BoC fore­cast takes darker tone

Oil is only the dark­est of the clouds ob­scur­ing Bank of Canada’s rate path

The Recorder & Times (Brockville) - - BUSINESS - KEVIN CARMICHAEL

In Oc­to­ber, the Bank of Canada said it could fi­nally see home on the hori­zon. Then a storm rolled in.

Canada’s cen­tral bank left its bench­mark in­ter­est rate un­changed at 1.75 per cent on Dec. 5, and it seems likely the pause will last longer than many had ex­pected just a day ear­lier.

Neg­a­tives out weigh pos­i­tive sin the Bank of Canada’s new pol­icy state­ment, a shift from Oc­to­ber, when Gover­nor Stephen Pol oz and his deputies raised in­ter­est rates a quar­ter point. The big­gest con­cern is oil, an im­por­tant source of ex­port in­come. Pol­icy makers had been hold­ing out hope that Cana­dian prices might re­cover some­what. Now, they say the des­per­ate sit­u­a­tion in Al­berta likely means the en­ergy in­dus­try’s con­tri­bu­tion to eco­nomic growth will be “ma­te­ri­ally weaker” than ex­pected only a cou­ple of months ago.

The darker tone caught traders by sur­prise. The value of the Cana­dian dol­lar plunged, and the prices of fi­nan­cial as­sets tied to short-term in­ter­est rates im­ply that the of­fi­cial bor­row­ing rate will re­main un­changed for the re­main­der of the win­ter at least. At the start of the week, those mar­kets were pre­dict­ing a quar­ter-point in­crease in Jan­uary.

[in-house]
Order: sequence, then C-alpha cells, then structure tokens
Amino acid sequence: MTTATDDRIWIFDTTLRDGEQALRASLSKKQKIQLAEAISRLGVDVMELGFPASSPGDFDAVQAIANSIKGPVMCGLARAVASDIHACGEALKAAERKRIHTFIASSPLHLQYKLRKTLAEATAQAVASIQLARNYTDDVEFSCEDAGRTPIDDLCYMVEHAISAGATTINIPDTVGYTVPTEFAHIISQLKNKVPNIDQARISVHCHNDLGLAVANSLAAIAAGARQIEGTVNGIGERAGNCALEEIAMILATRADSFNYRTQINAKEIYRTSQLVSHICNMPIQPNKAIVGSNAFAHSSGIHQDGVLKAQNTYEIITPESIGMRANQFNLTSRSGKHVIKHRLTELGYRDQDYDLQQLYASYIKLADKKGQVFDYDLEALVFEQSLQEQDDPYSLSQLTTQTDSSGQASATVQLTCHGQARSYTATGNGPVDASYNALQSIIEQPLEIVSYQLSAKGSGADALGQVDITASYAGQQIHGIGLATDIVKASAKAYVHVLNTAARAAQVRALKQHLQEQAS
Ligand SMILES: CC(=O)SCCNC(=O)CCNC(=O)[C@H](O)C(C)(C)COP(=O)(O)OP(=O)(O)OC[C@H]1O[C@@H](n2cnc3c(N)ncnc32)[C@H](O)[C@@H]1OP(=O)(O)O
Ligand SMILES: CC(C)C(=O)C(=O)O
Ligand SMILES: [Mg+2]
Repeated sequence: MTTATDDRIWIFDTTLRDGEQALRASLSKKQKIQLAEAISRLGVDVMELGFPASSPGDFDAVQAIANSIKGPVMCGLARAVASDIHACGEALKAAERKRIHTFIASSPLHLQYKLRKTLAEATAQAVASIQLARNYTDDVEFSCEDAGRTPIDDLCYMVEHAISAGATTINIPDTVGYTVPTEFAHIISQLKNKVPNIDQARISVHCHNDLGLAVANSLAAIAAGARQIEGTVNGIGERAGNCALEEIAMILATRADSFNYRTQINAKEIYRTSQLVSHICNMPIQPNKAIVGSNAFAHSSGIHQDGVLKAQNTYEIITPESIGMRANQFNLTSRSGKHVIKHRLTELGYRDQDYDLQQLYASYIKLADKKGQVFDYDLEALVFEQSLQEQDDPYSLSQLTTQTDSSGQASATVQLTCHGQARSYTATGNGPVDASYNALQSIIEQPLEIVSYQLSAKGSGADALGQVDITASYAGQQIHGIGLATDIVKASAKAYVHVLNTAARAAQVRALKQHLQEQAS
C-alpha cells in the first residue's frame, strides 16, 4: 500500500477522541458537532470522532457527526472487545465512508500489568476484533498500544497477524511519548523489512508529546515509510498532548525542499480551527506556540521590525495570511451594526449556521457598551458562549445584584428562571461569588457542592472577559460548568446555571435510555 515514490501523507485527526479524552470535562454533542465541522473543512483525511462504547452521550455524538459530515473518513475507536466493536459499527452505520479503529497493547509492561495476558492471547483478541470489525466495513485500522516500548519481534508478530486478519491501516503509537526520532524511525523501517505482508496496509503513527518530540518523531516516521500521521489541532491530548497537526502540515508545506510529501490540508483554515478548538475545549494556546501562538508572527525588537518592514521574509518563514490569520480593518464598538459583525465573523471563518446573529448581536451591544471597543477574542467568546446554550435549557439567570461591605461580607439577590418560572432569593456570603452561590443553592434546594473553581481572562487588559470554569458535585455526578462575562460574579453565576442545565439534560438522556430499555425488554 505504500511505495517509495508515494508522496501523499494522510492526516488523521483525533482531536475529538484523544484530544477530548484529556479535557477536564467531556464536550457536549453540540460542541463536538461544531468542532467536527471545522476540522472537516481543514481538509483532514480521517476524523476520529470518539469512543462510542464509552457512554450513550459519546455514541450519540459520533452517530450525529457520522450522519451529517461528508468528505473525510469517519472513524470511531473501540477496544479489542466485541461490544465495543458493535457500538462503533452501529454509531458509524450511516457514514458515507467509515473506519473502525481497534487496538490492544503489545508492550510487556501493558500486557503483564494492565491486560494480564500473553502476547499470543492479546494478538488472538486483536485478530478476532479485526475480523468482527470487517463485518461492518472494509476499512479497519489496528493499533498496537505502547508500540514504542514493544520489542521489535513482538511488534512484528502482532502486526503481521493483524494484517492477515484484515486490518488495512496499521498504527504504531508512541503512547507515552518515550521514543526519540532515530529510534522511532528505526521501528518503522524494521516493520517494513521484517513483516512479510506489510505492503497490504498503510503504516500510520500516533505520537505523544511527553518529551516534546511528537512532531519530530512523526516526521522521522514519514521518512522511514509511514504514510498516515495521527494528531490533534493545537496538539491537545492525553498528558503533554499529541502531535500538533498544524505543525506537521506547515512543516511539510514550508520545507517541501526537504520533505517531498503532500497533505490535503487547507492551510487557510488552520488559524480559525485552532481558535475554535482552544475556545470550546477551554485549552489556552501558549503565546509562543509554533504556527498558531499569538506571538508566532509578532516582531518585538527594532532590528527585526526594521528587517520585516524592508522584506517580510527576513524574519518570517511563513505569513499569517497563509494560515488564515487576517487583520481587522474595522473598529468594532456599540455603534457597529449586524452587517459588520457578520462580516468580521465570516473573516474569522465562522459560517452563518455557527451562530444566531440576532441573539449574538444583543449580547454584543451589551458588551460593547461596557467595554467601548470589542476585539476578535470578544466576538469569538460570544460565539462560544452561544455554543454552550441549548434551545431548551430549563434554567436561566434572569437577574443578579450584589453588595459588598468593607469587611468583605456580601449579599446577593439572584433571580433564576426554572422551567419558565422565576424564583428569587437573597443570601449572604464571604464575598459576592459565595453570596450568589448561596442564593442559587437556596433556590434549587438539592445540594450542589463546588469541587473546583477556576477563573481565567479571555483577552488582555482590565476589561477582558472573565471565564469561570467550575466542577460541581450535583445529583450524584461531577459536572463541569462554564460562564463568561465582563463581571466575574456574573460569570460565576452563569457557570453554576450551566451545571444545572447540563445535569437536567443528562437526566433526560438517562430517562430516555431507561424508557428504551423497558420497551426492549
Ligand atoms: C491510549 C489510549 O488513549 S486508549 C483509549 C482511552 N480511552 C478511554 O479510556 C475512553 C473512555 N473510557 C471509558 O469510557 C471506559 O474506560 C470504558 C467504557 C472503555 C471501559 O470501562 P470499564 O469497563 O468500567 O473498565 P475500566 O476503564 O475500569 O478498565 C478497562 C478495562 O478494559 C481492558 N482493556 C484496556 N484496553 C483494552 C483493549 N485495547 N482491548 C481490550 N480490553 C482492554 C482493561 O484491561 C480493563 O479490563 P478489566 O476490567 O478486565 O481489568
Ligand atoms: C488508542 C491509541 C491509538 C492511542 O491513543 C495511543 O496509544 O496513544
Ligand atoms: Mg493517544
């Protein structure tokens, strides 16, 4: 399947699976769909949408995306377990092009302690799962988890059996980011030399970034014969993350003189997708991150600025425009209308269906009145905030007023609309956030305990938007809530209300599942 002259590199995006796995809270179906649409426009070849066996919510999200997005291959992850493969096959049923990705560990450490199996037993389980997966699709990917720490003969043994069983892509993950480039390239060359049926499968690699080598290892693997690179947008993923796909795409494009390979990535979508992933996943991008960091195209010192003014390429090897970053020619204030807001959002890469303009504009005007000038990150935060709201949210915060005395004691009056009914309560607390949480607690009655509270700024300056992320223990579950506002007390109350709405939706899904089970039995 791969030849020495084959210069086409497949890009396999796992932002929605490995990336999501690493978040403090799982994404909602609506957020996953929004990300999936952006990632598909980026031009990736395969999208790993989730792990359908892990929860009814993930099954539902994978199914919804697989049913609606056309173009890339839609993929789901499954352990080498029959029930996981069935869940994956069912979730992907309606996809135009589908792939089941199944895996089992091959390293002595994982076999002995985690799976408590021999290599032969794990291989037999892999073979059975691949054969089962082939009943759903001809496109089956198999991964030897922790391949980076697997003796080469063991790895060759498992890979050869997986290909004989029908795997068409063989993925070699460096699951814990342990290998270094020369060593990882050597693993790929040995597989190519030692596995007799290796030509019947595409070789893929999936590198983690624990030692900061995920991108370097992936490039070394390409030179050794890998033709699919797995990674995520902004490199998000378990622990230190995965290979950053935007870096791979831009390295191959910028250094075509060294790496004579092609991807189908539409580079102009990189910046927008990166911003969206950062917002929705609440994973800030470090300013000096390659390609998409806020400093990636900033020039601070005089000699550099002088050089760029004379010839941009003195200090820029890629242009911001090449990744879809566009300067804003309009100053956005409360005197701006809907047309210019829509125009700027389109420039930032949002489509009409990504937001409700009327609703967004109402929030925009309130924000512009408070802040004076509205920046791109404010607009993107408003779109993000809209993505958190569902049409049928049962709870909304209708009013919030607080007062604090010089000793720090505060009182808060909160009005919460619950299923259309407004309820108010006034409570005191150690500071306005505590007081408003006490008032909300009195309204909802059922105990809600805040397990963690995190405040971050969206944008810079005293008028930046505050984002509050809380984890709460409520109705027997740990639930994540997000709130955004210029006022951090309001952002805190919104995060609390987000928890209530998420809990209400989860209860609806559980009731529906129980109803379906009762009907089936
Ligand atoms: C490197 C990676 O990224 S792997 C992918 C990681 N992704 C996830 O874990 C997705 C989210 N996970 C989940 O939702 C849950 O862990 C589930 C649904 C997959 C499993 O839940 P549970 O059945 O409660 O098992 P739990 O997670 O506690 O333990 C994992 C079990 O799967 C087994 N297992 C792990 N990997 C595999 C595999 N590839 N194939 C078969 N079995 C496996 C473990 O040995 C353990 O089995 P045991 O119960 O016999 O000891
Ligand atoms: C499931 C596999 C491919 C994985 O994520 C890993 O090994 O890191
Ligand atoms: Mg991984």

“The tim­ing of the next few hikes could be de­layed,” Sébastien Lavoie, chief economist at Lau­ren­tian Bank Se­cu­ri­ties, ad­vised his clients in an email. “We con­tinue to project the overnight rate tar­get to end 2019 at 2.25 per cent, but the next hike may only oc­cur in the spring or sum­mer of 2019.”

The cen­tral bank’s Oc­to­ber out­look was based on a price for West­ern Cana­dian Se­lect of about US$35 per bar­rel, the pre­vail­ing price at the time. Pol­icy makers said then that there was a chance prices would rise once idled re­finer­ies got back to work. In­stead, con­di­tions wors­ened. The price of WCS cur­rently is around $30, but only be­cause Rachel Not­ley, the Al­berta premier, or­dered the prov­ince’s big­gest oil com­pa­nies to curb pro­duc­tion.

“Oil prices have fallen sharply since the Oc­to­ber Mon­e­tary Pol­icy Re­port, re­flect­ing a com­bi­na­tion of geopo­lit­i­cal devel­op­ments, un­cer­tainty about global growth prospects, and ex­pan­sion of U.S. shale oil pro­duc­tion,” the cen­tral bank said, adding that Cana­dian prices are even weaker be­cause of “trans­porta­tion con­straints” and higher in­ven­to­ries.

“In light of these devel­op­ments and as­so­ci­ated cut­back in pro­duc­tion, ac­tiv­ity in Canada’s en­ergy sec­tor will likely be ma­te­ri­ally weaker than ex­pected,” the state­ment said.

Oil is only the dark­est of clouds that ob­scure the cen­tral bank’s path back to a more neu­tral pol­icy set­ting, which it de­fines as a rate be­tween 2.5 per cent and 3.5 per cent, the range at which bor­row­ing costs nei­ther help nor im­pede eco­nomic growth.

A re­turn to that the­o­ret­i­cal place was be­gin­ning to seem pos­si­ble for the first time since the Great Re­ces­sion.